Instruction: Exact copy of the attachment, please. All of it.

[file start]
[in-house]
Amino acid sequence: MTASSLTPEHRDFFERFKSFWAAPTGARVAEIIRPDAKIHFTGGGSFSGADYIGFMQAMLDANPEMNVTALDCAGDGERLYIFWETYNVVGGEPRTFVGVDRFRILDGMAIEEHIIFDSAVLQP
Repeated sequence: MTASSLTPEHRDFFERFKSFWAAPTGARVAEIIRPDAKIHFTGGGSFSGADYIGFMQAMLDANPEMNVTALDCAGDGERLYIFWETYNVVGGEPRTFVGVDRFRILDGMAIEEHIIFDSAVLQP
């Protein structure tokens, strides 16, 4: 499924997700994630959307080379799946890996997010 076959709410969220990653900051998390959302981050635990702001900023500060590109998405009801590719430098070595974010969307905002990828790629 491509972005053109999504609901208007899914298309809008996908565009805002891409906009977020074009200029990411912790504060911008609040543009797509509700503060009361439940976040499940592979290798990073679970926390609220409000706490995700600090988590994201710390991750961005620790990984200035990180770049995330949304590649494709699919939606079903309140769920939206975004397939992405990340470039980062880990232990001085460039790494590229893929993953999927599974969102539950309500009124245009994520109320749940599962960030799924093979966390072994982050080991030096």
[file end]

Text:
[in-house]
Amino acid sequence: MTASSLTPEHRDFFERFKSFWAAPTGARVAEIIRPDAKIHFTGGGSFSGADYIGFMQAMLDANPEMNVTALDCAGDGERLYIFWETYNVVGGEPRTFVGVDRFRILDGMAIEEHIIFDSAVLQP
Repeated sequence: MTASSLTPEHRDFFERFKSFWAAPTGARVAEIIRPDAKIHFTGGGSFSGADYIGFMQAMLDANPEMNVTALDCAGDGERLYIFWETYNVVGGEPRTFVGVDRFRILDGMAIEEHIIFDSAVLQP
């Protein structure tokens, strides 16, 4: 499924997700994630959307080379799946890996997010 076959709410969220990653900051998390959302981050635990702001900023500060590109998405009801590719430098070595974010969307905002990828790629 491509972005053109999504609901208007899914298309809008996908565009805002891409906009977020074009200029990411912790504060911008609040543009797509509700503060009361439940976040499940592979290798990073679970926390609220409000706490995700600090988590994201710390991750961005620790990984200035990180770049995330949304590649494709699919939606079903309140769920939206975004397939992405990340470039980062880990232990001085460039790494590229893929993953999927599974969102539950309500009124245009994520109320749940599962960030799924093979966390072994982050080991030096």